Roommate Etiquette: DO’s and DON’Ts (Unless you don’t want a roommate next year, in which case disregard all of this advice.)

By on April 3, 2013

By Aimee Jewell-

Whether you’re living in a dorm this year, on Greek Row or off campus, it’s important to remember these roommate do’s and don’ts for an easier living situation. Everyone’s living situation is unique to them, but these are some universal policies on living with another human being. Open communication and being clear about what you expect from your roommate is important too.

 

Wash your dishes

Austin Schwenker, senior, marketing major:

“It is important for roommates to do their own dishes in order to respect the mutual space(s) that you share. I have no problem if your room is dirty and disgusting because those things are, ‘out of sight, out of mind,’ however, common areas are just that, shared spaces between roommates.”

No one likes doing dishes, especially when the dishes aren’t theirs. Try to stay on top of your dish-pile or make a roommate pact. Some roommates give their dishes a 24-hour limit to be in the sink, while others divide the cleaning duty. Ultimately, it’s up to you. But no one wants to clean that 3-week old yucky-ness off your nasty plates. Just don’t do that.

 

Pick up after yourself

Morgan Mottley, senior, Pre-Law:

“It is important to pick up after yourself when you have roommates so that you maintain a peaceful environment. If you want others to clean up after themselves you have to do the same.”

Having a dirty bedroom is one thing, but when you haven’t picked your personal belongings up from the living room or kitchen, that is just plain inconsiderate. You are not living with your mom anymore, and someone’s got to pick up after you, so it might as well be YOU! Leave the common rooms mostly clean to avoid conflict.

 

Go to bed at a decent hour

Alli Hoehler, senior, justice administration major:

“It’s important to be respectful of one another, especially during the night time hours. A college student’s schedule is stressful as is. Rude roommates that inhibit proper sleep schedules only make things harder.”

I don’t want to sound too much like a mom, but it is important to be mindful of your roommate’s sleep schedule. If you’re playing video games at 4 a.m. while your roommate’s attempting to catch some z’s on a random weeknight, you might need to figure out a new schedule.

 

Don’t play music super loud 

Sarah Smith, senior, secondary education major:

“It’s important to monitor music/tv volume because you may be on different schedules. So while you have downtime, your roommate may be trying to sleep or studying, and you know you’d want a workable/sleepable environment when you need it.”

Everybody likes to listen to music every now and then, but paying attention and being considerate of what your roommate is doing and if he or she wants to be listening to your type of music is important. Try listening with headphones or when your roommates not home, just to be safe.

 

Stealing roommate’s food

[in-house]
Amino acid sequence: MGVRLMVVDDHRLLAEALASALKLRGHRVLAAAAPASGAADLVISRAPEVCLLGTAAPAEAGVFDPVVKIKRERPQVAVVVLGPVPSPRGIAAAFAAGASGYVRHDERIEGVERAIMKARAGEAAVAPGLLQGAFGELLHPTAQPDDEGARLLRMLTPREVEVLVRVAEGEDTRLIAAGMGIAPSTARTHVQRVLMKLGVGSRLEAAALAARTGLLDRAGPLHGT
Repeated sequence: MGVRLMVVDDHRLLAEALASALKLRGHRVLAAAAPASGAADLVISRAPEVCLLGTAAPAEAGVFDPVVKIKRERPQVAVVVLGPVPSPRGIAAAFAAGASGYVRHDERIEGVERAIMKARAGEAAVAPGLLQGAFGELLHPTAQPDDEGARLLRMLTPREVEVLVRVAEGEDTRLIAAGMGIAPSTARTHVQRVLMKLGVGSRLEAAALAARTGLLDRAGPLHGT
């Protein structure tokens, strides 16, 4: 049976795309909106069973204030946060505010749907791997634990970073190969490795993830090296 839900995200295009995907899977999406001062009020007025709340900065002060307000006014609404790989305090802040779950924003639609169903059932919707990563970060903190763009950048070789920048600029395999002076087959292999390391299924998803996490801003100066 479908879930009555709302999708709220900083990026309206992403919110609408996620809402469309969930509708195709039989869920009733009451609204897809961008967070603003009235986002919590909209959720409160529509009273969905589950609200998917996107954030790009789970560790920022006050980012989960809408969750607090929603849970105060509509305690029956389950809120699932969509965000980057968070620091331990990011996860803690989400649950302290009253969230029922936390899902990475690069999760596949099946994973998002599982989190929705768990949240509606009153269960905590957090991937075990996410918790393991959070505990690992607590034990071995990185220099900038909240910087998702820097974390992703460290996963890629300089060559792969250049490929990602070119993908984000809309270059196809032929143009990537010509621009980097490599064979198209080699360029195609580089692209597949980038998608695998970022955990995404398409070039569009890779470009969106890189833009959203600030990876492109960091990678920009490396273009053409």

John Shellenberg, senior, business marketing:

“Stealing your roommate’s food is definitely never cool, especially without saying anything. It’s a respect and trust thing. Would you walk into their room and take something without asking? I hope not.”

As deprived college kids, we’re all on the “poor college kid diet.” This means that if we actually buy food, we want to be the ones to eat said food – not you. Don’t eat your roommate’s food without asking. Especially if it’s dessert. No one wants to find out their dessert is all gone. That’s just not cool.

 

Being too much of a loner

Skye Harris, senior, communication major:

“It’s important to be social with your roommate. Don’t be a loner because you don’t want to feel unwelcome in your own house/dorm where you are paying the bills too. It just doesn’t work well.”

Hanging out in your room is okay every now and then, but if you completely ignore your roommate, he or she may wonder why they moved in with you in the first place. (Unless you’ve discussed it and both do your own thing, then it’s fine.) At least make an effort to get to know your roommate.

 

Clean up after pets

Kayla Blanton, junior:

“Having roommates with a pet is only okay if they are responsible about it. If they can’t clean up after their pet, then more than likely they have issues with cleaning up after themselves as well.”

Dogs and cats are cute, but when pet hair gets everywhere, it’s time to do something about it for your roommate’s sake. Not cleaning up after your pet is never okay, even if they are cute.

 

Not paying rent on time

Joe Londergan, sophomore, communication major:

“Usually if you don’t get your rent in on time, then in a lot of cases, your roommates end up covering your share. That just puts tension on the friendship.”

Paying rent on time is always important. You want to make a good impression on your landlord, but you do not want your roommate to resent you for not turning in your checks on time.

 

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Photo courtesy of tenantscreeningblog.com

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